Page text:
Wormy Hillock Henge facts for kids
Quick facts for kidsWormy Hillock Henge
A picture of the mound; the henge lies in the left half of the photo
|Built||During the Neolithic Period|
|Architectural style(s)||British pre-Roman Architecture|
|Official name: Wormy Hillock|
Wormy hillock henge is a small henge in Aberdeenshire, Scotland. It is a Scheduled Ancient Monument located in the Clashindarroch Forest. It is a low, circular bank 16.5 metres (54 ft) in diameter which almost surrounds a 6-metre (20 ft) wide platform in the centre. There is one gap in the bank at the southeast end of the henge.
In 1891, James Macdonald, thinking that this mound was a "round for sheep", excavated the mound. However, this did not bring any archaeological finds.
According to legend, Wormy hillock henge was the location of a buried dragon or monster. In the legend, the dragon had been attacking villages in the neighbourhood, and the villagers eventually succeeded in killing the dragon. They then half-buried its corpse and mounded dirt over it, making a mound. This legend is the source of the name of the mound: Wormy hillock henge.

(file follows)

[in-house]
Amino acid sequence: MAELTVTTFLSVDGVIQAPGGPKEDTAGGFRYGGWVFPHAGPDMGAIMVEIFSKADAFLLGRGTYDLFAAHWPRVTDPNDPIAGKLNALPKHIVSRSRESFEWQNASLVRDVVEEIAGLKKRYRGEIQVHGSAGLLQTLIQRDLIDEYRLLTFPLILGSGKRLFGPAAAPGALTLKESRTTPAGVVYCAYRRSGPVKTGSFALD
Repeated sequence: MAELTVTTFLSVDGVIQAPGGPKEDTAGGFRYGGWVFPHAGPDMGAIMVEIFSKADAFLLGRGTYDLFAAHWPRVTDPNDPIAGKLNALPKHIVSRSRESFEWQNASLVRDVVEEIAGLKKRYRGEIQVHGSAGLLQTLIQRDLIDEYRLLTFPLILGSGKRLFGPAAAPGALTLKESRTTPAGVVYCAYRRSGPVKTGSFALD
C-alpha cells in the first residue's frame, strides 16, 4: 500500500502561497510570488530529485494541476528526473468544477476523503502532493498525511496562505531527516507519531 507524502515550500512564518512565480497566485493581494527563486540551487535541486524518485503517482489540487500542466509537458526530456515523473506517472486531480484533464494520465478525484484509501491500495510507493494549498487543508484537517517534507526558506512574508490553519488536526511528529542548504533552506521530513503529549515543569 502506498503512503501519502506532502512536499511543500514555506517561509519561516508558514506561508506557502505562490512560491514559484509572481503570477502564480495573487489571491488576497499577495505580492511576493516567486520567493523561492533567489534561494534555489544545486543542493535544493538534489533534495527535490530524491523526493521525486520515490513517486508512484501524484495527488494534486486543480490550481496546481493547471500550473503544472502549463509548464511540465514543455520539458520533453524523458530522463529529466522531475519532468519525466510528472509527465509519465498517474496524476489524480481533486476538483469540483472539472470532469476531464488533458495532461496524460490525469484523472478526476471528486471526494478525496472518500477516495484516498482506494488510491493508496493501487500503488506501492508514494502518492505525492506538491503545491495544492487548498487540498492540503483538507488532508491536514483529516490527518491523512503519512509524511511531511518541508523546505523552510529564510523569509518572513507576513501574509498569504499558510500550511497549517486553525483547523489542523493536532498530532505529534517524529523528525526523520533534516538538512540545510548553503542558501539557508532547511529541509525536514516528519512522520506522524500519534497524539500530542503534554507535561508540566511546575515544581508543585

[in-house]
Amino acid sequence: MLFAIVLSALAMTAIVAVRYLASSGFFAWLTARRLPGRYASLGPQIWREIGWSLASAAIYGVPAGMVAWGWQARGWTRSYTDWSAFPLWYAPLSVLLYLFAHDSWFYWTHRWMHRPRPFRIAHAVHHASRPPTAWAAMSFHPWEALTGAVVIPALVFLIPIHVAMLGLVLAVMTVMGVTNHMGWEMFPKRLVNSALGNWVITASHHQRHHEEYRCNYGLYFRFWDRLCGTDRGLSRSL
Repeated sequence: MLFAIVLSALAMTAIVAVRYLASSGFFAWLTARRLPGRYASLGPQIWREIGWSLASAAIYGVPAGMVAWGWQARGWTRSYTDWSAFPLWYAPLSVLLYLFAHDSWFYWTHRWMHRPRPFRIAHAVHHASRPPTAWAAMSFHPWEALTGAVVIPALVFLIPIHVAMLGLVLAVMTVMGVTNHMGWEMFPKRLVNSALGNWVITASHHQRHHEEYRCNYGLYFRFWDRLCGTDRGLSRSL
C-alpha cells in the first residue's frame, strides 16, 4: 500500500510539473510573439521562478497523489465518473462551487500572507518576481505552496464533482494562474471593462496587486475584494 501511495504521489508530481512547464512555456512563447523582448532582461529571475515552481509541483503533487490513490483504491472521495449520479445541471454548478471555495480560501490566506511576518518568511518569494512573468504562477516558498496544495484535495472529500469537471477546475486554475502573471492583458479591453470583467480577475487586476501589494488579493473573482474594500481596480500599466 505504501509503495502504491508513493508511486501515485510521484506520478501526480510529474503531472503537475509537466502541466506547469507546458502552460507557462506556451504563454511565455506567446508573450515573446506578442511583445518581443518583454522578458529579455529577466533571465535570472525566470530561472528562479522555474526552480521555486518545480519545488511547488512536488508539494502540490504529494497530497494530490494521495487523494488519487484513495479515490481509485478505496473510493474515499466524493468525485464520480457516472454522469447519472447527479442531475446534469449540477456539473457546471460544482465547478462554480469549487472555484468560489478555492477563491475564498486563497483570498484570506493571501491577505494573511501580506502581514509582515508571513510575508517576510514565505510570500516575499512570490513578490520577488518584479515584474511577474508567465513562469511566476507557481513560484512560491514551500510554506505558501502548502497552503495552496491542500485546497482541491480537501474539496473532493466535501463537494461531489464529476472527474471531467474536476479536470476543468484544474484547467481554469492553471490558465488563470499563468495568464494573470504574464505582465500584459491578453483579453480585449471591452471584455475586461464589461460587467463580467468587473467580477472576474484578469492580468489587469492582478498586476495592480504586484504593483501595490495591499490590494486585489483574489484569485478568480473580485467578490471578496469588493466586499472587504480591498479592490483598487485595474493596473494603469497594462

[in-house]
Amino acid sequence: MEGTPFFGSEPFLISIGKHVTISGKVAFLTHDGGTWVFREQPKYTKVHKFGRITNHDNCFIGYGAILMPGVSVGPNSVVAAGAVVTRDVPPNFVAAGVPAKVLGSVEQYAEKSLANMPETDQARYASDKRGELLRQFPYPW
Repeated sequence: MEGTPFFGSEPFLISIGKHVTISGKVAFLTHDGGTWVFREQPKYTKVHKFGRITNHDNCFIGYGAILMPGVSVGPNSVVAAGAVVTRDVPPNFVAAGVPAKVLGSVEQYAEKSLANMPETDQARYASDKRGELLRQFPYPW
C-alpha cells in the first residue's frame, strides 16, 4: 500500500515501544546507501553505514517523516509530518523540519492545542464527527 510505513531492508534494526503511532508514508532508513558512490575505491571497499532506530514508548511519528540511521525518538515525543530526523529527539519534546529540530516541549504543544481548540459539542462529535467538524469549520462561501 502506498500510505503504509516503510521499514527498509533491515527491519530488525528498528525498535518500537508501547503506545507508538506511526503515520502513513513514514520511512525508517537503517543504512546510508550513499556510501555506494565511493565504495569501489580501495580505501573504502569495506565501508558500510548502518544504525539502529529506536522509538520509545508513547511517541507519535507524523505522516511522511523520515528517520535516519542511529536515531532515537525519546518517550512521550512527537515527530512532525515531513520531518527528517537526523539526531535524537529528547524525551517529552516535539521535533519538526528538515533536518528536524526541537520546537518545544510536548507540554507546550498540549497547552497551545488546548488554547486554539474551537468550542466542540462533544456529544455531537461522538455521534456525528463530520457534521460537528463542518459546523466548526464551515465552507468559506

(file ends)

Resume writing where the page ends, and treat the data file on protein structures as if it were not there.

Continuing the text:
The henge is located to the south of the mound known as Wormy Hillock, on a haugh ("a piece of flat alluvial land by the side of a river", according to the Oxford English Dictionary) in a steep valley in the Clashindarroch Forest. The henge comprises a circular bank, 16.5 metres (54 ft) in diameter, enclosing an oval area 13.5 metres (44 ft) long by 13 metres (43 ft) wide. The bank itself ranges from 3 metres (9.8 ft) broad and 10 centimetres (3.9 in) high up to 4 metres (13 ft) thick and 60 centimetres (24 in) high. Wormy Hillock falls into the sub-category 'mini-henge' or 'hengiform' as it is less than 20m in diameter (see henge main article). The area enclosed by the bank is around 140 square metres (1,500 sq ft), and the average for a stone circle is around 260 square metres (2,800 sq ft).
Inside the bank is a small platform 6 metres (20 ft) in diameter surrounded by a 1 metre (3.3 ft) deep ditch crossed by several causeways. The southeastern one is apparently related to the 1 metre (3.3 ft) wide hole in the bank at the same angular position. This site is similar to several others in Dorchester, Oxon, England. There are two small pits on the bank, and they may be much more recent than the rest of the mound. A large boulder is lying in the ditch right below one of the pits.
Currently, the site is completely overgrown by grass and heather.
Wormy Hillock Henge Facts for Kids. Kiddle Encyclopedia.